These are NASA's newest astronauts

NASA has revealed its newest astronauts, the future crews for missions to the Moon and, eventually, Mars. Eleven new additions have been made to NASA's exclusive ranks, though even then the total number of active astronauts cleared for crewed missions remains small.

Indeed there are now just 48 people who are active in NASA's corps, the space agency says. Two further astronauts from the Canadian Space Agency (CSA) were also cleared for flight. This new cohort is the first to graduate since NASA's Artemis program was announced.

NASA Artemis: A new route to space

Artemis is NASA's vision of the future of sustainable access to space. While the mission goals include aims like landing another human on the Moon by 2024, and then sending astronauts to Mars sometime in the 2030s, the real meat of the program is how the space agency will combine its work with commercial businesses.

That includes working with companies like Boeing and SpaceX on rockets like the Space Launch System, command modules like Orion, and new Lunar Landers. It will also see a new breed of Artemis Generation Spacesuits, significant upgrades over the existing designs. Astronauts can expect more comfort as well as a broader range of movement from the new suits.

New astronauts for new missions

If the Artemis roadmap goes to plan, the first woman and the next man will walk on the Moon by 2024. That will start a new cadence of yearly lunar missions, as well as the construction of a staging satellite which could act as a waypoint for the eventual Mars mission.

To qualify, the eleven new NASA astronauts and two CSA astronauts completed more than two years of basic training. On NASA's side, the successful candidates were Kayla Barron, Zena Cardman, Raja Chari, Matthew Dominick, Bob Hines, Warren Hoburg, Jonny Kim, Jasmin Moghbeli, Loral O'Hara, Jessica Watkins, and Frank Rubio. From CSA, Jennifer Sidey-Gibbons and Joshua Kutryk qualified.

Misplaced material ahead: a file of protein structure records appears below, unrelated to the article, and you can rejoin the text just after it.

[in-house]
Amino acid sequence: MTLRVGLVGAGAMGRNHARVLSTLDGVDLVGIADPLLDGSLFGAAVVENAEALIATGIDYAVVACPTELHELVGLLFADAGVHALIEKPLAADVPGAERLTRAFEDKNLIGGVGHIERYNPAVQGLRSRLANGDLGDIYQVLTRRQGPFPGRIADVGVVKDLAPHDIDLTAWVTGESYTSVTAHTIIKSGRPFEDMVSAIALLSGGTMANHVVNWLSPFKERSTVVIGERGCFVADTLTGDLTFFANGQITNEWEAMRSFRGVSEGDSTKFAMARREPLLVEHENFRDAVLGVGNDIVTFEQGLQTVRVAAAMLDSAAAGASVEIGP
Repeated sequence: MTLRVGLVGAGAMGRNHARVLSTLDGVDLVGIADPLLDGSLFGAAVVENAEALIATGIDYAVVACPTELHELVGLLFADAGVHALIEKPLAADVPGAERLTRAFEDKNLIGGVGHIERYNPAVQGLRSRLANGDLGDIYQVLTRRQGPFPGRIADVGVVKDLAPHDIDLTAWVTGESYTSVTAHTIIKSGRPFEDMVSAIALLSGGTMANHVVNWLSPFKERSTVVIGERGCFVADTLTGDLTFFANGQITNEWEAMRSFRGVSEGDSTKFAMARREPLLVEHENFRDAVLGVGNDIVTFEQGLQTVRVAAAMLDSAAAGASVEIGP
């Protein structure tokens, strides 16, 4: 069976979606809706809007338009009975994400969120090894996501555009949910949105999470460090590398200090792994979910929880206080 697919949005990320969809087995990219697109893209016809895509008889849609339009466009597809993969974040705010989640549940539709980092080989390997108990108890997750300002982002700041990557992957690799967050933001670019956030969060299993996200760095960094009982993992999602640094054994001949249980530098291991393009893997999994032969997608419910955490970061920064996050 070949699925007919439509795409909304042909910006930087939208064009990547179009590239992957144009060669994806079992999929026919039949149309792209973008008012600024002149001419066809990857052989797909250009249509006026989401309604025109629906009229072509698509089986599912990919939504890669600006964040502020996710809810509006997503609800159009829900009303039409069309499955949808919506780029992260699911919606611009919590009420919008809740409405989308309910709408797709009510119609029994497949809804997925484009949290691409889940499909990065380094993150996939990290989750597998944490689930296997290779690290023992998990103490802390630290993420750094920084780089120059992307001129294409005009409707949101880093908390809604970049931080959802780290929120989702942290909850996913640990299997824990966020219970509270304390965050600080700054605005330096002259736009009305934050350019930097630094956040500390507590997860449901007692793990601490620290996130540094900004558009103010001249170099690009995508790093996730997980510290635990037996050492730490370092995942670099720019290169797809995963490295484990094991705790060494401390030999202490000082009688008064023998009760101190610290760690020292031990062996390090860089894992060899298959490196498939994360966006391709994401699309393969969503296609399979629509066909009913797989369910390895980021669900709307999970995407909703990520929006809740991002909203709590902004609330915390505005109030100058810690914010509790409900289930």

Over 18,000 applicants signed up in 2017, hoping to be picked for training. NASA says it is considering plans to re-open the application process this spring, for its next class of candidates. The new astronauts received a silver pin at the first public graduation ceremony NASA has held; according to tradition, they'll receive a gold pin once they've completed their first spaceflight.

Astronaut training is more than just piloting a spaceship

There's plenty to learn, squeezed into that roughly two year astronaut education. As well as mastering the rocket technology NASA uses to put crewed missions into space, the trainees need to also learn how the systems at the International Space Station (ISS) operate. That includes spacewalk training, in case external repairs or equipment upgrades are required.

Other lessons include robotics and T-38 jet proficiency, as well as language courses. The NASA and CSA astronauts learn Russian, so that they can better communicate with their counterparts from Roscosmos on the ISS.